Meanwhile, heading further into the zone of exponentially diminishing returns, the 0-100km/h time is now 3.2sec with launch control, 0.1sec quicker than the 991 GT3 RS.
But you don’t need to check the on-paper figures to know that this is a seriously fast car. In fact, driving it on a racetrack, you need to actively remind yourself that you’re in a road car. The GT3 RS will presumably work in freezing temperatures of the snow to the searing heat of the desert. It will idle away in a traffic jam for hours if need be; it will likely last for hundreds of thousands of kilometres.
You can’t say all this about a Carrera Cup car, and yet the new GT3 RS does a mighty good impression of one. And that kind of says it all.
2018 Porsche 991.2 911 GT3 RS specs
Engine: 3996cc horizontally opposed six-cylinder, DOHC, 24v
Power: 383kW @ 8250rpm
Torque: 470Nm @ 6000rpm
Transmission: 7-speed twin-clutch automatic, electronically locking differential
0-100km/h: 3.2sec (claimed)
0-200km/h: 10.6sec (claimed)
Top speed: 312km/h (claimed)
Rating: 5 out of 5 Stars
2018 Porsche 991.2 911 GT3 RS Australian options
Porsche Carbon Ceramic Brakes — $21,590
Sport Chrono — $1190
Weissach Package including forged magnesium wheels — $34,390
Weissach Package including forged magnesium wheels, with titanium roll cage — $41,990
Reversing camera — $1690
Front lift kit — (standard)
Clubsport package — (no-cost option)
*Pricing correct as of April 2018.
Weissach Package 28kg weight savings
Forged magnesium wheels — 11.5kg
Carbon-fibre swaybars and droplinks — 5.3kg
Titanium rollcage —9.6kg
Side mirror shells in unpainted carbon-fibre — 300g
Rear wing in unpainted carbon-fibre — 800g
CFRP roof — 500g
CFRP shift paddles — 200g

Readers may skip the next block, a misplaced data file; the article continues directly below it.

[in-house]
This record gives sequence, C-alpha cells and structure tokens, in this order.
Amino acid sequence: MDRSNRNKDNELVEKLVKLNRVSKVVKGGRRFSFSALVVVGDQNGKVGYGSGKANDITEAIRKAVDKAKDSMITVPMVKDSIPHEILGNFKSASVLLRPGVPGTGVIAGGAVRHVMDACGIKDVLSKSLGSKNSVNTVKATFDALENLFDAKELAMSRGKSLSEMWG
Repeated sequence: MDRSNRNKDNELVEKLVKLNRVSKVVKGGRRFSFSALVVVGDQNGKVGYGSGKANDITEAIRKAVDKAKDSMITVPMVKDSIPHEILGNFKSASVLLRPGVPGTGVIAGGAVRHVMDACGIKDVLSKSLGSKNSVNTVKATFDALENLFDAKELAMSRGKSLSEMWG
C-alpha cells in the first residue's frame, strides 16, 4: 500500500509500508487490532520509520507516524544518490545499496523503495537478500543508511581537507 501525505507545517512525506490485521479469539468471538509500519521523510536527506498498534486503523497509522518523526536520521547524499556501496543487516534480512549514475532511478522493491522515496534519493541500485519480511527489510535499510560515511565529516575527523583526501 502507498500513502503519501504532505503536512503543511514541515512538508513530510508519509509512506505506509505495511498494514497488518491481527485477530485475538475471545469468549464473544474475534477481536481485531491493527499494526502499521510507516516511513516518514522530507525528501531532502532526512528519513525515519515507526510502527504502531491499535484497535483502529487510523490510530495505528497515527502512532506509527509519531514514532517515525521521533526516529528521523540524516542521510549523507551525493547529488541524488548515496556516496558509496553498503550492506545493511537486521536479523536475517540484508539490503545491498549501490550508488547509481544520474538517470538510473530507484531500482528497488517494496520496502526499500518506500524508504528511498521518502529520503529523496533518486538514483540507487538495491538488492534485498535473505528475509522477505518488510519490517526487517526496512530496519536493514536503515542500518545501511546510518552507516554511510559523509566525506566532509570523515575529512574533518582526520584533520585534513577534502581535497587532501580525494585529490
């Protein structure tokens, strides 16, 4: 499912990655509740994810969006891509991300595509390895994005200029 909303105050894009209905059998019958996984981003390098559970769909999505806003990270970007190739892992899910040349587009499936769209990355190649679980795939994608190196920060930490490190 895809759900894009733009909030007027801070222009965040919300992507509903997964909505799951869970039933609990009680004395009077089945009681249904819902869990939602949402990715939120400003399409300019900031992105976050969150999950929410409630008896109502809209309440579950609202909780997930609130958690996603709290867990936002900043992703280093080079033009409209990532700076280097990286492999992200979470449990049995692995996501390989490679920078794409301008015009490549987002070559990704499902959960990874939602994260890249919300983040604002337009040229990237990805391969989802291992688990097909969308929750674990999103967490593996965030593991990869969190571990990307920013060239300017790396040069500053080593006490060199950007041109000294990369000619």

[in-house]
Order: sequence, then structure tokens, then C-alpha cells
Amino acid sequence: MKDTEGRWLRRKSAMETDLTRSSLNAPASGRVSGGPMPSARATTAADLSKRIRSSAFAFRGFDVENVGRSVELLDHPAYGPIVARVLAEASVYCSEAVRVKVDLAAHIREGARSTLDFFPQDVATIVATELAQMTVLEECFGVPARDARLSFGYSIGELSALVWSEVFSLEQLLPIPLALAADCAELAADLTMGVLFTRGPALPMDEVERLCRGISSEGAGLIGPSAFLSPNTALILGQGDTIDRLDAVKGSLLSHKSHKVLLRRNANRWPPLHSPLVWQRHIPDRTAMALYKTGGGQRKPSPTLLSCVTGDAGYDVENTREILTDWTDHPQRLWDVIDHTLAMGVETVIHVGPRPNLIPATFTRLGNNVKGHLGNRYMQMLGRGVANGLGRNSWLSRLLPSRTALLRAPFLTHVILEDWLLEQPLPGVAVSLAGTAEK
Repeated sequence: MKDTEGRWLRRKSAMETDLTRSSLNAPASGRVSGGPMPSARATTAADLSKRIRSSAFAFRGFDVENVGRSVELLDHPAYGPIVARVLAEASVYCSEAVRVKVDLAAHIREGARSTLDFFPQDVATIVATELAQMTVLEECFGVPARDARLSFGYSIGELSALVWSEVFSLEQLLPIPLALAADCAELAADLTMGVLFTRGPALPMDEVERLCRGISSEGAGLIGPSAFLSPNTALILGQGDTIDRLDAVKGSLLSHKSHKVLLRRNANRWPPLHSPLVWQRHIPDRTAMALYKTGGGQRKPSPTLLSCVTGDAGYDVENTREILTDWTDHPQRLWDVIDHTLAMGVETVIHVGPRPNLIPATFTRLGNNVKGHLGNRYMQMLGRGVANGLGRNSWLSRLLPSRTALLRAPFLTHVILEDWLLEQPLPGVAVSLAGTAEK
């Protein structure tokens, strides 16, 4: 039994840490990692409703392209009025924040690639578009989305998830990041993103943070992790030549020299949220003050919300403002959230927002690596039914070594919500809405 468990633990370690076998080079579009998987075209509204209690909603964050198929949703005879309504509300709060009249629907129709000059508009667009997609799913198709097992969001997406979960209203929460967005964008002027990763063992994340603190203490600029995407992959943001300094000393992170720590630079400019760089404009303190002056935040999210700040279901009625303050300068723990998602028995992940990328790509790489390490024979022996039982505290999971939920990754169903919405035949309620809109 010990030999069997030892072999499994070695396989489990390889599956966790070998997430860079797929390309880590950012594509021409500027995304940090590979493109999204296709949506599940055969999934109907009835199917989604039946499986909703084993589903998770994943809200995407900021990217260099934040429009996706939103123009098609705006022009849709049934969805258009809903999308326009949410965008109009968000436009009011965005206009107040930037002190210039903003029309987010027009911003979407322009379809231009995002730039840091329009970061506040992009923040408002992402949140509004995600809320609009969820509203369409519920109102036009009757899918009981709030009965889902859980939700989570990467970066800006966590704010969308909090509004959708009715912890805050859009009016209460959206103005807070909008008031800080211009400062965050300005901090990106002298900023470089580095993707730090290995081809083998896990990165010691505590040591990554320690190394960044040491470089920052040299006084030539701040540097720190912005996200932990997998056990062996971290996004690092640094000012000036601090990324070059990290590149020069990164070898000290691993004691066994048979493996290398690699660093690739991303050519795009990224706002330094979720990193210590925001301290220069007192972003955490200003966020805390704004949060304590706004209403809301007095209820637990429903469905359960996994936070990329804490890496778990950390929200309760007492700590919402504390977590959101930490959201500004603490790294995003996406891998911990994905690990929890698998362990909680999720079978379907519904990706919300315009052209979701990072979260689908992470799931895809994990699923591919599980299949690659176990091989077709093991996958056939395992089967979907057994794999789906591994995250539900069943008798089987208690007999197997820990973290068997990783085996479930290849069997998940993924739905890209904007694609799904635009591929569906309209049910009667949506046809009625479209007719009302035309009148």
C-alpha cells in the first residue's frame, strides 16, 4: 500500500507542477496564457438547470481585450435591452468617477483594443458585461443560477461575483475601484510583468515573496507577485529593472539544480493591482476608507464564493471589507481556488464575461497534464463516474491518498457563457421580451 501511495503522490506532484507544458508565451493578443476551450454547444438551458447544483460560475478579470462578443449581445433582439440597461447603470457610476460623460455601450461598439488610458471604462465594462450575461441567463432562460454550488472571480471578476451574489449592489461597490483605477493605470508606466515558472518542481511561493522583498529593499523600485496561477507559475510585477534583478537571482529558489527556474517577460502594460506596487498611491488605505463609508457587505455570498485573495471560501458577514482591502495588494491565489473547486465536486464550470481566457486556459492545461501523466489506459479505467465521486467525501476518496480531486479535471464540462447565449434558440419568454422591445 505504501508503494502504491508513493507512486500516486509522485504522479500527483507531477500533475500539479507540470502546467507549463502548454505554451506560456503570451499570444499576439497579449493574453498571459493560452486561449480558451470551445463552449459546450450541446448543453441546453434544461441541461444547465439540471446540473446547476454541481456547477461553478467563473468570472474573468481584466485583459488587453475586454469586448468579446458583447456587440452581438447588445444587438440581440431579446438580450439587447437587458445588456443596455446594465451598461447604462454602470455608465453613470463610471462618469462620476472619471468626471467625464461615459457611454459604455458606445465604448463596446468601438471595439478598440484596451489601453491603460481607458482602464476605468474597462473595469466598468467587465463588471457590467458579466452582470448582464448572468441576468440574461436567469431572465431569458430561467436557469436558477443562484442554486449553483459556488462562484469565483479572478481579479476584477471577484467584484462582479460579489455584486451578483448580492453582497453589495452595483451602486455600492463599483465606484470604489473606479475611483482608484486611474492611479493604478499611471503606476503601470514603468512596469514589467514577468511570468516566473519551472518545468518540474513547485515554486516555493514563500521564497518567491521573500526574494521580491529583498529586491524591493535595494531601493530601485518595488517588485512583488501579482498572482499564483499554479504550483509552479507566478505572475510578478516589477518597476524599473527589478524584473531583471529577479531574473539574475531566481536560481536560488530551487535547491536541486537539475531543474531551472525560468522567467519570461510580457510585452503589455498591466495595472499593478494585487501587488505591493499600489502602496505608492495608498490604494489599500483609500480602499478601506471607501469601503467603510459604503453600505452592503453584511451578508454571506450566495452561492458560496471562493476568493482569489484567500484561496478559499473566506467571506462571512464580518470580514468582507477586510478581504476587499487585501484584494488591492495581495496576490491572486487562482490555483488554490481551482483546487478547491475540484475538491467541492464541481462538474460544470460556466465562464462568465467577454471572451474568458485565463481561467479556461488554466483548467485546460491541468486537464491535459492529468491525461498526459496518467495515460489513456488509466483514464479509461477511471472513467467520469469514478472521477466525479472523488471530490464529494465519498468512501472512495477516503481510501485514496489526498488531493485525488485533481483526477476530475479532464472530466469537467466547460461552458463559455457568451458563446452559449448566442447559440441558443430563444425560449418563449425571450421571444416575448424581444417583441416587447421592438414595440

Lightweight carpet with cutouts — 200g
5 other facts we didn’t mention
1. The bonnet NACA ducts are new and feed fresh air to the front brakes to aid cooling. Removing brake ducts from the front bar (which was the set-up for 991) allowed the aerodynamicists to optimise the front diffusor for more downforce.
2. The 991.2 GT3 RS spent hundreds upon hundreds of hours in Porsche’s new high-tech wind-tunnel in Flacht. There are two front downforce settings, adjusted by adding or removing a blanking panel. The rear wing has three settings ranging from 280kg to 350kg at top speed. In max attack downforce mode, top speed is reduced from 312km/h to 307km/h.
3. There are around 11,000 parts on the new GT3 RS.
4. There are new GT3 RS-specific calibrations for the PDK, all-wheel steering, torque vectoring electronically locking rear differential, ABS, PASM adaptive dampers and PSM electronic stability program.
5. While the RS retains the GT3’s active engine mounts — which firm to improve response on the track and soften for comfort on the road — all suspension joints are solidly mounted. Ride height, camber and anti-roll bars are all adjustable.